Category Archives: Provincial Archives of New Brunswick

Provincial Archives of New Brunswick – PANB

Anyone who has New Brunswick, Canada ancestry – and that particularly includes Americans with Loyalist lines – should be a frequent visitor to the Provincial Archives of New Brunswick.

PANB is one of my most favorite sites and it is a treasure that keeps on giving with the new collections that are constantly being added. I’ve written about this site in the past, but I keep finding so many great bits of information here that I feel compelled to write about the archives website once again.

When I first began researching my mom’s Adams family, the trail quickly led from Maine across the International Bridge into New Brunswick, Canada. Back in 1980, there were few easily accessible records for a Californian like me. I hired a Canadian researcher who could visit PANB and pick up my family trail.

Today, Canadian records, like those of so many other places, are being digitized and are now accessible from home. While I’ve looked at the archives websites of several other Canadian provinces, I find that New Brunswick is way ahead in the genealogy game.

First, if you know the county in which your family settled and want a quick guide to the records available, PANB updated their research guides at the end of 2017.

Each county guide is set in the same format, opening with a map of its towns:

The guide to Charlotte County is 31 pages long, detailing every type of record collection available in the archives, along with any limitations, missing records, etc.

What if you have no idea where in the province your family was from? You might have come across a U.S. census record that simply states born “N.B., Canada.”

PANB’s Federated Database Search might be just the tool you need:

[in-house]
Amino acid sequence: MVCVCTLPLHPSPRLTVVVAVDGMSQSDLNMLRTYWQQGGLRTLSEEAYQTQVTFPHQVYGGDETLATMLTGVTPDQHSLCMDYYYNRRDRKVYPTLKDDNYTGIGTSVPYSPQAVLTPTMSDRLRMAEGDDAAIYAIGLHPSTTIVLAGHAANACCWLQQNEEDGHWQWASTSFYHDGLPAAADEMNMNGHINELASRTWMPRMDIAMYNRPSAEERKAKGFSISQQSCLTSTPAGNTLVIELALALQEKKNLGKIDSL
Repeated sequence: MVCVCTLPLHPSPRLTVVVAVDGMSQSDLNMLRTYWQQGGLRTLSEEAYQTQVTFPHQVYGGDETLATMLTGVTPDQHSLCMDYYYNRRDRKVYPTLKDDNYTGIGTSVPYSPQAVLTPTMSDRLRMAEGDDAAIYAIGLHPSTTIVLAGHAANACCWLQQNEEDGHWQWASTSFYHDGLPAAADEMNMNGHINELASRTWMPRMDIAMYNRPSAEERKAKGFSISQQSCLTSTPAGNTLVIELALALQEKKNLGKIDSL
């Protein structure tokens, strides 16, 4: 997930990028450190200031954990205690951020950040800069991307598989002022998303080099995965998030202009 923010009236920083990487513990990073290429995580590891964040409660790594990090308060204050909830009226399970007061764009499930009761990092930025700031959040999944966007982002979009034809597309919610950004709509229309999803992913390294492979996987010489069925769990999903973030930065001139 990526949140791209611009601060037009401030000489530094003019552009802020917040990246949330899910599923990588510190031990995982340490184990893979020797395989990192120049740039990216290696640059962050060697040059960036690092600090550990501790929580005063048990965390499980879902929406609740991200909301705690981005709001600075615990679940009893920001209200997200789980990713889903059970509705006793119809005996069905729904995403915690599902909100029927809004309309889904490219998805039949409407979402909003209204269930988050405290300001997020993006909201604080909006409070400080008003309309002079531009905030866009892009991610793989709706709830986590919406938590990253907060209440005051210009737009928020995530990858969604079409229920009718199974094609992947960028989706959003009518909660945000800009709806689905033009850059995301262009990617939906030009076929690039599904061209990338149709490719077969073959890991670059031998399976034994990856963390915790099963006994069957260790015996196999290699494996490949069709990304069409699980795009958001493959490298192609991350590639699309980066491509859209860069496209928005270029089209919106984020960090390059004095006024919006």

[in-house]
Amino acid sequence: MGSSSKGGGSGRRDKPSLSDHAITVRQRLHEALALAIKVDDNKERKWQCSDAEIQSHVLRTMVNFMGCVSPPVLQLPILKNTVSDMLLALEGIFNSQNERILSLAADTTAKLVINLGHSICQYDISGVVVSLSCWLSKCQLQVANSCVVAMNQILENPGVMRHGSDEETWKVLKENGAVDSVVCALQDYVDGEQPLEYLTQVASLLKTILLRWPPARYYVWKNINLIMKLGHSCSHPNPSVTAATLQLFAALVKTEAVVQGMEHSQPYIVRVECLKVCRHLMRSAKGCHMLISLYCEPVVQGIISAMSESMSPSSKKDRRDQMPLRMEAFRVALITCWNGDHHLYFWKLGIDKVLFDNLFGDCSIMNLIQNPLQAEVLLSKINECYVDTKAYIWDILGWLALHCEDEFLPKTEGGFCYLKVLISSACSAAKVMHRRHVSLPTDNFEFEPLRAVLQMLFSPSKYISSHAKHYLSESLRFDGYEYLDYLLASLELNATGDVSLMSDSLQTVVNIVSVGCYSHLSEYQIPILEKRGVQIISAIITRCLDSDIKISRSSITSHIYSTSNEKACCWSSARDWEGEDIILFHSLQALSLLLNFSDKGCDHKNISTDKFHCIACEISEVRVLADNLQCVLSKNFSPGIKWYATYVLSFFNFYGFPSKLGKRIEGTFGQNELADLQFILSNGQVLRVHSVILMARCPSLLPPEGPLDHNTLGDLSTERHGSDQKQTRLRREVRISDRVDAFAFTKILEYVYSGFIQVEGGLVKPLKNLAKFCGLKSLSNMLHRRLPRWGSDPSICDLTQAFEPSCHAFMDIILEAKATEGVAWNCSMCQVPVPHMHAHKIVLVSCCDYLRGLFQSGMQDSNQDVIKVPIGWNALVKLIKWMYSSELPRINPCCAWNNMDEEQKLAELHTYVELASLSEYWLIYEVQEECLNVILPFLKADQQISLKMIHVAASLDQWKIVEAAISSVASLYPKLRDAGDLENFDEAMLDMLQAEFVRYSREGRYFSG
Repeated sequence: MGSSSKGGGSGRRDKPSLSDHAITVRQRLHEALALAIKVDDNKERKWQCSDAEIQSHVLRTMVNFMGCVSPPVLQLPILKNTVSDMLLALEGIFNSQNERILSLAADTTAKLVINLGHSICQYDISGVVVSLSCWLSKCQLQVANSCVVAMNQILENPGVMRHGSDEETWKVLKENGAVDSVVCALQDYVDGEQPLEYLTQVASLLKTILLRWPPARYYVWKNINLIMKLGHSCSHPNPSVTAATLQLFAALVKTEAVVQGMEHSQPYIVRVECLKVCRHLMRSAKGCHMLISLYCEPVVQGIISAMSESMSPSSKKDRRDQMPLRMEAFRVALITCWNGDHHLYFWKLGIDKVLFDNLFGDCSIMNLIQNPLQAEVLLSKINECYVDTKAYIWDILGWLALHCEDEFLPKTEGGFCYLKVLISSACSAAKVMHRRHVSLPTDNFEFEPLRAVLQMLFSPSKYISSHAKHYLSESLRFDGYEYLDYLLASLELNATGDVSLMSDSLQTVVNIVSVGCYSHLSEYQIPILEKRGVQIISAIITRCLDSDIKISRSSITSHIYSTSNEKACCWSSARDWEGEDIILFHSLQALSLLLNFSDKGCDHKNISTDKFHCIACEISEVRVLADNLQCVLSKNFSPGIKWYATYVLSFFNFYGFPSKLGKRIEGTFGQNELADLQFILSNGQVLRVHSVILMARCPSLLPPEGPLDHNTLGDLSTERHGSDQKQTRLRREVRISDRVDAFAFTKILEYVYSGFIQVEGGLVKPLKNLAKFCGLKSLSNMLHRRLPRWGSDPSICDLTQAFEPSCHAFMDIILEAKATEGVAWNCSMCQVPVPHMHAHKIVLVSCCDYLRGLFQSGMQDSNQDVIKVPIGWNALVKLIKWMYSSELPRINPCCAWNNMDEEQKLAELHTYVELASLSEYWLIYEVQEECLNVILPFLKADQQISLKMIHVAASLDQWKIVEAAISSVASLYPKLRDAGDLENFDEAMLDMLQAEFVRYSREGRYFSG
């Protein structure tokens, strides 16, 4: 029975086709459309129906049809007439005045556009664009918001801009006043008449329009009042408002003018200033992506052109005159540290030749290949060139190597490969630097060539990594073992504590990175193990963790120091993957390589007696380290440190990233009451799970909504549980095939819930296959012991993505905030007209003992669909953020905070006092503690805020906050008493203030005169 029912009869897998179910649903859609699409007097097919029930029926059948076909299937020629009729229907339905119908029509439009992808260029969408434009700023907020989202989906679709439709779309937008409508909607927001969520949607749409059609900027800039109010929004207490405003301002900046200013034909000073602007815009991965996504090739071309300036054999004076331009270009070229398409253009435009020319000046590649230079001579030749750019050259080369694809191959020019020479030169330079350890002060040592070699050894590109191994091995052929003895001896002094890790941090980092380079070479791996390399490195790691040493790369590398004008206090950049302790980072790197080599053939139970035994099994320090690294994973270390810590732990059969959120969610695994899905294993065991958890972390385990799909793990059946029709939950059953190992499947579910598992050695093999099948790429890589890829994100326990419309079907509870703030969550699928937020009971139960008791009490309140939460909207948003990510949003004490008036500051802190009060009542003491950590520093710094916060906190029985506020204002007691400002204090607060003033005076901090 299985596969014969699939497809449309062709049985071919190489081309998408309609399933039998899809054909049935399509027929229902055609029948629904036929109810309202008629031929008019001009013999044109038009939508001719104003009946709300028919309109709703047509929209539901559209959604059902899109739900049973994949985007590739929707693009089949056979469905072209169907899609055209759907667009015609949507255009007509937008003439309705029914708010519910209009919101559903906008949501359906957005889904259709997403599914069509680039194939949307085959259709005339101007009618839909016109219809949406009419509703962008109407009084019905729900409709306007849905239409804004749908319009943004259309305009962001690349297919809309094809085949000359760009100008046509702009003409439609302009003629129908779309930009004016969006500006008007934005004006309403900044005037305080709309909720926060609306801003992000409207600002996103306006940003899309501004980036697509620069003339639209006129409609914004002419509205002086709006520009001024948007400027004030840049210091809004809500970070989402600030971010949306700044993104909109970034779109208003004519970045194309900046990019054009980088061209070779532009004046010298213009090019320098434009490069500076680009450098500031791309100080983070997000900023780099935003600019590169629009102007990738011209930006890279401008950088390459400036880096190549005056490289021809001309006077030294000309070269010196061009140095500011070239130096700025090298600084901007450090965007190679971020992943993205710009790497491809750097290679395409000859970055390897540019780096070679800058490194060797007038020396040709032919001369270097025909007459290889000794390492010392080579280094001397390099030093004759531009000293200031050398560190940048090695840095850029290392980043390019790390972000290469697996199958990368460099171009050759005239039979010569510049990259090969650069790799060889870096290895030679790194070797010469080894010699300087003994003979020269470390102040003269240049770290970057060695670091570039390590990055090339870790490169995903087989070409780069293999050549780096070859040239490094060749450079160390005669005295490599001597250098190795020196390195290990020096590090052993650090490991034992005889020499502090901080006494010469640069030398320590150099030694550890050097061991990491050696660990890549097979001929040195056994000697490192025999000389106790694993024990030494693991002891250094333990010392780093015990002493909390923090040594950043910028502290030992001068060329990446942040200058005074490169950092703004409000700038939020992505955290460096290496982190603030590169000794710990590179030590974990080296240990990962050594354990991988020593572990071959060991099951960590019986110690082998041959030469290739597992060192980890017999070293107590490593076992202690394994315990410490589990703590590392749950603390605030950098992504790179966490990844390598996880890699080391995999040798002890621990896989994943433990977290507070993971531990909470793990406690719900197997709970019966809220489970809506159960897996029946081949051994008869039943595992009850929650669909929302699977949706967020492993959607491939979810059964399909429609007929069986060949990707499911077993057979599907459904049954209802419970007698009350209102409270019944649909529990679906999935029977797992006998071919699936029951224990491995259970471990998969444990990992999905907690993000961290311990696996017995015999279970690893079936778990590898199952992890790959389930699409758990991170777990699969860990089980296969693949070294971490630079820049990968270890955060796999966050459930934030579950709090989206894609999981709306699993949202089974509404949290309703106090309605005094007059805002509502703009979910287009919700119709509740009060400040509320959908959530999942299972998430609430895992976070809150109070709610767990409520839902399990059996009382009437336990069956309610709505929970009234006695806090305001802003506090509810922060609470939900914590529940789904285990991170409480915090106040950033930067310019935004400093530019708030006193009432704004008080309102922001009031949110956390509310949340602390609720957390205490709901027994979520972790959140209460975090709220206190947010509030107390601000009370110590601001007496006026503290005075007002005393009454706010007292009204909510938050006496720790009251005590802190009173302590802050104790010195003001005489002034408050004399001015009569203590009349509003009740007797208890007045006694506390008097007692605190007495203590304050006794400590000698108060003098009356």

All of the current 37 databases can be searched at one time. What records are in these databases?

There are over 3,000,000 records and there is a great chance that your ancestors will appear in at least one of them. You will find everything from Old Soldiers and Widows records from the American Revolution to vital records extending well into the 20th century. Daniel Johnson abstracted genealogical data from New Brunswick newspapers, which is a boon to researchers. There are even a couple of databases of Irish records, which might hold the key to the family home on the Emerald Isle.

There are two more fabulous resources digitally available. The first is also part of the Library and Archives Canada – the Canadian census images. Some Canadian censuses are incomplete, and are so noted, but they span years from 1825 to 1921 and are accessible for free.

The second resource, which complements Library and Archives Canada and the Provincial Archives of New Brunswick is FamilySearch:

A number of and land records on FamilySearch are digitally available from home; quite a few are available in the Family History Library or at an affiliated Family History Center.

Anyone with roots in New Brunswick, Canada has a vast number and types of records at hand to locate his/her Canadian cousins. Jump start your New Brunswick research with the Provincial Archives of New Brunswick. I doubt you will be disappointed.